- The Washington Times - Monday, January 10, 2000

I hold this truth to be self-evident: A former KGB official, no matter of high or low rank, is guilty until proven innocent. That was particularly true of Yuri V. Andropov, ex-KGB chairman, whom media mush-heads called a "closet liberal" when in December 1982 he took power in the then Soviet Union. The same truth applies to Acting President Vladimir Putin, a KGB spy in Germany until 1991.

In the case of Mr. Putin there is an eerie incident, one which has passed virtually unnoticed by a media busy whooping it up for the new regime. On Dec. 21, two days after the parliamentary elections, Mr. Putin received in the Kremlin the leaders of the parties that won seats in the Duma. What was remarkable about this closed-door reception was not its peaceable nature but something else far more sinister, as reported in Novaya Gazeta, a Russian magazine.

On Dec. 21, 1879, Josef Vissarionovich Dzhugashvili, later known as Josef Stalin, was born in Gorki, a small village in Georgia. So there they were in the Kremlin, the leaders of the new Russian Parliament on the very day of Stalin's 120th birthday and someone proposed a toast nasdarovye, tovaritchi to the greatest mass murderer in all history. Who proposed the toast, the newspaper doesn't say. It does report that the toast, however, was not to "Stalin" but to "Dzhugashvili," a touching tribute to the sensibilities of the new Russia.

I held off writing about the episode waiting to see what reaction, if any, there would be to this report. The editor of Novaya Gazeta, Yuri Shchekhochikhin, testified several weeks ago before a U.S. congressional committee on corruption in Russia. The newspaper also strongly opposes the war in Chechnya.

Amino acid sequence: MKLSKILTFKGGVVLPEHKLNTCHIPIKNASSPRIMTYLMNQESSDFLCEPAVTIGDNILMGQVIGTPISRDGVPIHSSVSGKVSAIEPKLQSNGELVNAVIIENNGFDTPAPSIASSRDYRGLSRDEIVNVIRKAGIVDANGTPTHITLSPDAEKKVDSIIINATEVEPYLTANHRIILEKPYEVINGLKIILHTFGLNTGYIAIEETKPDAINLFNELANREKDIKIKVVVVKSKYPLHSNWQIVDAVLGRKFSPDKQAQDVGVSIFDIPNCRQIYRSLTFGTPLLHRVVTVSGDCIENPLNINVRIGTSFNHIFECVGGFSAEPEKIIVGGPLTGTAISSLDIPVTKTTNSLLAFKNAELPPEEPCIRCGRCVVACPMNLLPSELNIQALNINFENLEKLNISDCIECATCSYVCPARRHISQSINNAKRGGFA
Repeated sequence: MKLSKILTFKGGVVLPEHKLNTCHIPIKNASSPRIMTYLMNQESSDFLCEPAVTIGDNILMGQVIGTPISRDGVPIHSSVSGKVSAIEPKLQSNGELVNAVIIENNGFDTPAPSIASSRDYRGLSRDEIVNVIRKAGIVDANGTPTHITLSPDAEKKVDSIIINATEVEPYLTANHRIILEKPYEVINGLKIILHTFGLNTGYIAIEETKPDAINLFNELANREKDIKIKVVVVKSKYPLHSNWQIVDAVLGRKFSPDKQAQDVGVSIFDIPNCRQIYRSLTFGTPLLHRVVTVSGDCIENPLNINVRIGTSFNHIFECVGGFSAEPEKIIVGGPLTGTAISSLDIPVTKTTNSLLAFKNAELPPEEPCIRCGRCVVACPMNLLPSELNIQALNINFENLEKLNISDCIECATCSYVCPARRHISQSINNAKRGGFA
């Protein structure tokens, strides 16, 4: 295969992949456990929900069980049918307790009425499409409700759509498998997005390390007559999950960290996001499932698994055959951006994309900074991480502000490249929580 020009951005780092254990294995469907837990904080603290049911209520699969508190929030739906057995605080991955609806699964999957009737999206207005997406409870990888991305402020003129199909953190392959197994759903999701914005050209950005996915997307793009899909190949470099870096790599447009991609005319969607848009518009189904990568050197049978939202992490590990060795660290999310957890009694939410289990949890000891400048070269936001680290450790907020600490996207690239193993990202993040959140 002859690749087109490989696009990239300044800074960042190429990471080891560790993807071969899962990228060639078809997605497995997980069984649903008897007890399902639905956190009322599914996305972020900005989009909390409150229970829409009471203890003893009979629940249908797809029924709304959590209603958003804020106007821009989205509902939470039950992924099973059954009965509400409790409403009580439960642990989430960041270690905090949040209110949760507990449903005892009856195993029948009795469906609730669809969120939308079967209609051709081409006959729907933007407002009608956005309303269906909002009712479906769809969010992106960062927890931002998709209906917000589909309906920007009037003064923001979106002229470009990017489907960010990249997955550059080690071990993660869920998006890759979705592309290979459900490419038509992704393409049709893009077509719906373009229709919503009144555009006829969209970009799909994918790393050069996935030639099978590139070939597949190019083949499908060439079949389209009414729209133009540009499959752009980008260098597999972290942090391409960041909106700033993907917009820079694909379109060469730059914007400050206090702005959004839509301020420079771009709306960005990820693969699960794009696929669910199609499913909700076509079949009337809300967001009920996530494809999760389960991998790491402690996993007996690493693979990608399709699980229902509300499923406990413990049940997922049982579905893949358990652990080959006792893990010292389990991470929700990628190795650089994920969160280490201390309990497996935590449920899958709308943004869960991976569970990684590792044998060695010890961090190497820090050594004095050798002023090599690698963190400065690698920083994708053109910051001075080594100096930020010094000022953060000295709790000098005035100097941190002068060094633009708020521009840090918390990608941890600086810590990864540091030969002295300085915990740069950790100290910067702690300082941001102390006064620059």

On Dec. 30, I found what I was waiting for in another Russian journal, Obshchaya Gazeta. It was an article by Grigoriy Yavlinskiy, leader of the Yabloko Party, which did poorly in the elections, about 6 percent of the vote, with 22 seats. Said Mr. Yavlinskiy:

"When the leaders of the blocs that emerged victorious from the election drink a toast to Stalin in the prime minister's office; when the executive branch is becoming the puppeteer pulling the strings of the legislative; when instead of information people are inundated with lies and mudslinging; when campaign tactics turn into war, it is clear that what lies in our country's past could also lie in its future."

Add to this "toast-to-Stalin" episode the praise for the KGB by Mr. Putin Dec. 20, celebrating another memorable day in Russian history: the Day of Security Bodies, founded 82 years ago, Dec. 20, 1917.

"Several years ago, we fell prey to an illusion that we have no enemies," Mr. Putin told a meeting of top security officials. "We have paid dearly for this. Russia has its own national interests, and we have to defend them."

Now imagine the clamorous reaction were the German chancellor to convene a reception in his office and they all toasted Adolf Hitler on his birthday. An ultra-rightwinger scores big in an Austrian election and cries of alarm are heard in the West. But the Russian Communist Party tops the parliamentary elections with almost 25 percent of the vote and the most seats, 113, and you hear all kinds of cheerful talk about they're not really communists. (Oh. So why do they call their party Communist?)

In 1968, Evgeny Yevtushenko, the Russian poet, wrote a poem called "Stalin's Heirs." It was an apostrophe to the Soviet leadership to prevent a return to Stalinism. Despite Nikita Khrushchev's 1956 anti-Stalin speech and the symbolic act of removing Stalin's mummy from Lenin's Tomb and reinterring it in a Kremlin wall slab, there was growing alarm, strikingly expressed by Yevtushenko's poem, that the spirit of Stalin, who died in March 1953, was alive and well:

And I, appealing to our government,

petition them to double, and treble,

the sentries guarding this slab,

and stop Stalin from ever rising again,

and with Stalin, the past …

Yevtushenko's poem concluded with this refrain:

While Stalin's heirs still walk this Earth,

Stalin, I fancy, still lurks in the mausoleum.

Or in the Kremlin itself.

Arnold Beichman, a research fellow at the Hoover Institution, is a columnist for The Washington Times columnist. He is the editor of the forthcoming "CNN's Cold War Documentary: Issues and Controversy" (Hoover Press).

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